Forward-Looking Statements. Statements contained in this document that are not historical facts are forward-looking statements that involve various risks and uncertainty affecting the business of Recon. All estimates and statements with respect to Recon’s operations, its plans and projections, size of potential oil reserves, comparisons to other oil producing fields, oil prices, recoverable oil, production targets, production and other operating costs and likelihood of oil recoverability are forward-looking statements under applicable securities laws and necessarily involve risks and uncertainties including, without limitation: risks associated with oil and gas exploration, timing of reports, development, exploitation and production, geological risks, marketing and transportation, availability of adequate funding, volatility of commodity prices, imprecision of reserve and resource estimates, environmental risks, competition from other producers, government regulation, dates of commencement of production and changes in the regulatory and taxation environment. Actual results may vary materially from the information provided in this document, and there is no representation that the actual results realized in the future will be the same in whole or in part as those presented herein. Other factors that could cause actual results to differ from those contained in the forward-looking statements are also set forth in filings that Recon and its technical analysts have made, We undertake no obligation, except as otherwise required by law, to update these forward-looking statements except as required by law.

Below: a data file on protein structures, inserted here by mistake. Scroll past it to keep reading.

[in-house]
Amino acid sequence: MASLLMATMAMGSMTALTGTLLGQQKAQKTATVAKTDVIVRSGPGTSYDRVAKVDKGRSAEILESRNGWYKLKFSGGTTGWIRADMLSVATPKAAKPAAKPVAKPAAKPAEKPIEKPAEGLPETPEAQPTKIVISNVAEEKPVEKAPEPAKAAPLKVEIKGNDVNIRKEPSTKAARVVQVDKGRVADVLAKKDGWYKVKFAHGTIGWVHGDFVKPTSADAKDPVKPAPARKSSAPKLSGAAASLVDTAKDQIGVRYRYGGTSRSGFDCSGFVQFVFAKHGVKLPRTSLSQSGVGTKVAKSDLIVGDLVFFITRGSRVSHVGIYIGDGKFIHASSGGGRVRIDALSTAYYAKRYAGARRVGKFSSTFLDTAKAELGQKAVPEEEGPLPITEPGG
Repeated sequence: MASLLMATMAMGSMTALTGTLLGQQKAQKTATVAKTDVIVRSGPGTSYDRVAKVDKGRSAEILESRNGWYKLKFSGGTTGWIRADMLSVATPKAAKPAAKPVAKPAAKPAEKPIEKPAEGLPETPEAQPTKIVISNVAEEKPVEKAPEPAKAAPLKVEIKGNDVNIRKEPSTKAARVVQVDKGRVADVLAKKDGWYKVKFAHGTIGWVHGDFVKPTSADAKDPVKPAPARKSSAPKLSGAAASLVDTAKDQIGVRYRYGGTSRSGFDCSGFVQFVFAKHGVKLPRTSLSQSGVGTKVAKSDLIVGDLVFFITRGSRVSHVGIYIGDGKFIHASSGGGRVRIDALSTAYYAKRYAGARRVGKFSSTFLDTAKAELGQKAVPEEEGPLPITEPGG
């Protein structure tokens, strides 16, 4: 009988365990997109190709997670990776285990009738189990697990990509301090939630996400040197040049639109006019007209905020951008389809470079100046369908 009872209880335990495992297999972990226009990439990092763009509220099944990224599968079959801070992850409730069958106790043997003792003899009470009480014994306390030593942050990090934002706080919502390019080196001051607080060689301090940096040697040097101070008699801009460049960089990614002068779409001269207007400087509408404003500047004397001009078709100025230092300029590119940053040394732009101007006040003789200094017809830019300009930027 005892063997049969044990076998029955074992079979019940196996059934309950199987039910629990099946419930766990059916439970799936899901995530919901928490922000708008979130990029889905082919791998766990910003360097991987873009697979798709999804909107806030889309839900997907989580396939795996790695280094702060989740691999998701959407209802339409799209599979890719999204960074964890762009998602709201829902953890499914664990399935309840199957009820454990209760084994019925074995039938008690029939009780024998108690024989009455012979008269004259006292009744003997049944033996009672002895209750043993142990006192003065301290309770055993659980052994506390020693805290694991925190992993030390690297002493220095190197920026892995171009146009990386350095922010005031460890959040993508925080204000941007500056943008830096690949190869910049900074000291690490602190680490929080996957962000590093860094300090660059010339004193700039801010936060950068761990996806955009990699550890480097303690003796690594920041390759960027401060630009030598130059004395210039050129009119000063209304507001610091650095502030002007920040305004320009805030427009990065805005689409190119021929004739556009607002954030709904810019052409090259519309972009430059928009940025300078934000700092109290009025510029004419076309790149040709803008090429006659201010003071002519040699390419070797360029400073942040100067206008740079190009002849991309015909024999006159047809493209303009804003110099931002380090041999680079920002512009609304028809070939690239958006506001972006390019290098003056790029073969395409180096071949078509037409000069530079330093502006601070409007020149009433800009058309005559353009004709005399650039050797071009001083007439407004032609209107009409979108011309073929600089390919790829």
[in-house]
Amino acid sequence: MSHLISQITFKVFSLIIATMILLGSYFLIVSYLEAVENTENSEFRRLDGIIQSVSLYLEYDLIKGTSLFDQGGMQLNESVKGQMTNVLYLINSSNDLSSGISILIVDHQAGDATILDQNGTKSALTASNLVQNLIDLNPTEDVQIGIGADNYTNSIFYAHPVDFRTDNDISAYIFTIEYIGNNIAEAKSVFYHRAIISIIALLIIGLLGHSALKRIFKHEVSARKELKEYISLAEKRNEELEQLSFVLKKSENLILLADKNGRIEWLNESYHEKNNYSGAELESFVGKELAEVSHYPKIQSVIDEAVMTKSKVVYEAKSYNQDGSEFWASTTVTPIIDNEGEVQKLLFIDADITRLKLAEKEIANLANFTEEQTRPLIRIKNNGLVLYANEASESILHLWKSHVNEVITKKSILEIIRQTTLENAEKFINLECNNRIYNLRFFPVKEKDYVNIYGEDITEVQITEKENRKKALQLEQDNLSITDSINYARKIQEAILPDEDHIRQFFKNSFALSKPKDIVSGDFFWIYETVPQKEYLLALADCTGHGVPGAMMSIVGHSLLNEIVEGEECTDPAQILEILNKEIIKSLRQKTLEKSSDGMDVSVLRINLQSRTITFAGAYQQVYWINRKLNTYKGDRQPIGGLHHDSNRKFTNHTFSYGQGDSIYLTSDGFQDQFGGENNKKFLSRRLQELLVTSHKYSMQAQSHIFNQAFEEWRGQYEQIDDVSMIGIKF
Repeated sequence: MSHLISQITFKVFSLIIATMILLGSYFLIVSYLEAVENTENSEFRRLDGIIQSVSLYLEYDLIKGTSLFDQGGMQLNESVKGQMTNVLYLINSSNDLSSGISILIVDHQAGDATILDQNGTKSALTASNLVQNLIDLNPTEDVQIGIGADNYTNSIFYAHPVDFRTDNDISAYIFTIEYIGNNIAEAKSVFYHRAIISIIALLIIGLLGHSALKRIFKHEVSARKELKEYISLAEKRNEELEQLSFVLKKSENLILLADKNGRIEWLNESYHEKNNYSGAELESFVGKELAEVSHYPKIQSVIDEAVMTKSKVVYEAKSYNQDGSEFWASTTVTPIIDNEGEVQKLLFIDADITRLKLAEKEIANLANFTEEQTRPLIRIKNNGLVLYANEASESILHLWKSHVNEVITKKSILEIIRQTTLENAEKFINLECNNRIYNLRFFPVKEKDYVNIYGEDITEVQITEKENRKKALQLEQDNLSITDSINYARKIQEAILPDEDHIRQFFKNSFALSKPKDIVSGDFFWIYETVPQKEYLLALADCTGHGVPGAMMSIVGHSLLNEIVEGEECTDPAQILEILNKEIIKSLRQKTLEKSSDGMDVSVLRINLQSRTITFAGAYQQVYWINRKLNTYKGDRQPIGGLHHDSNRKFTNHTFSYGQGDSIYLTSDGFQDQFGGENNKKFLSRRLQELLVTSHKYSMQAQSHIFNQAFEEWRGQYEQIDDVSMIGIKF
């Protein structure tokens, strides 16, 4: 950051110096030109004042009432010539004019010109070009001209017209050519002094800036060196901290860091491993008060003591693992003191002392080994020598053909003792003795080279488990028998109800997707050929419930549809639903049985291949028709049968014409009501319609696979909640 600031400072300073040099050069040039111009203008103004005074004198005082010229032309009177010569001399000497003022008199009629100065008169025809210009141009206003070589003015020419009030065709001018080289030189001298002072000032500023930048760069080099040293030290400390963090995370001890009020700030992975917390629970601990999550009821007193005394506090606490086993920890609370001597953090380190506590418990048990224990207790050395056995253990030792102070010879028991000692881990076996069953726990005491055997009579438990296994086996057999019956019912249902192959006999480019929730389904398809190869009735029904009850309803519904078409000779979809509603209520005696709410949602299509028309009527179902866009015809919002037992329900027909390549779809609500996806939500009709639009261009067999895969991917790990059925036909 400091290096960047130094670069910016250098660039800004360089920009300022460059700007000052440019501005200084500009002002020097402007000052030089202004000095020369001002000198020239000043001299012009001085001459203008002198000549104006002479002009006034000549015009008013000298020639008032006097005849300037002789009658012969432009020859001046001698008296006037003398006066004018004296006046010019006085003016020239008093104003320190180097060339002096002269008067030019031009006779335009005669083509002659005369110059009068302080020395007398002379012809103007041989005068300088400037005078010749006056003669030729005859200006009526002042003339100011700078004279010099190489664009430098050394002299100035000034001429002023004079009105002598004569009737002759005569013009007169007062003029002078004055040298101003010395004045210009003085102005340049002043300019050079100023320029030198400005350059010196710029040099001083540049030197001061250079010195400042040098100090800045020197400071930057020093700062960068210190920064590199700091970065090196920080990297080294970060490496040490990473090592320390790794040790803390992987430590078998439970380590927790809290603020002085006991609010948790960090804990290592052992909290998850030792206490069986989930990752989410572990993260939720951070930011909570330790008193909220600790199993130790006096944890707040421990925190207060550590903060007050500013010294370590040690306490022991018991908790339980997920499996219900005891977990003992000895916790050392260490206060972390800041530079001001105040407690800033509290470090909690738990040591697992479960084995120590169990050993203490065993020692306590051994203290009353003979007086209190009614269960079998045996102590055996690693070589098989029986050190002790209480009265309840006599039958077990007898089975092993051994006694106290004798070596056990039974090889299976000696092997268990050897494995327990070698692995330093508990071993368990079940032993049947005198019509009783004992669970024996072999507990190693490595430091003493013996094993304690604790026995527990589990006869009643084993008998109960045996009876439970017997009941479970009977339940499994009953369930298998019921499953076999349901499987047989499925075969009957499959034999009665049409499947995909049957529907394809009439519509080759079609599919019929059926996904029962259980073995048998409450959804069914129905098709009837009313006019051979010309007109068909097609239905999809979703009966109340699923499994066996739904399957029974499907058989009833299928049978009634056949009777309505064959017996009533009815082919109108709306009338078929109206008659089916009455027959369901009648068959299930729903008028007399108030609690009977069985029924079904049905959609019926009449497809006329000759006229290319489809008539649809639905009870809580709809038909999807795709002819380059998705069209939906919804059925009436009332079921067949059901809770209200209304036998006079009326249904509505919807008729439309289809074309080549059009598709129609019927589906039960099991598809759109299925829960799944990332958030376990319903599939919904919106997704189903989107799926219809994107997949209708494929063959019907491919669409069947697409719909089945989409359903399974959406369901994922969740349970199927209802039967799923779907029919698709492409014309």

Exploration for hydrocarbons is a speculative venture necessarily involving substantial risk. Recon’s future success will depend on its ability to develop its current properties and on its ability to discover resources that are capable of commercial production. However, there is no assurance that Recon’s future exploration and development efforts will result in the discovery or development of commercial accumulations of oil and natural gas. In addition, even if hydrocarbons are discovered, the costs of extracting and delivering the hydrocarbons to market and variations in the market price may render uneconomic any discovered deposit. Geological conditions are variable and unpredictable. Even if production is commenced from a well, the quantity of hydrocarbons produced inevitably will decline over time, and production may be adversely affected or may have to be terminated altogether if Recon encounters unforeseen geological conditions. Adverse climatic conditions at such properties may also hinder Recon’s ability to carry on exploration or production activities continuously throughout any given year.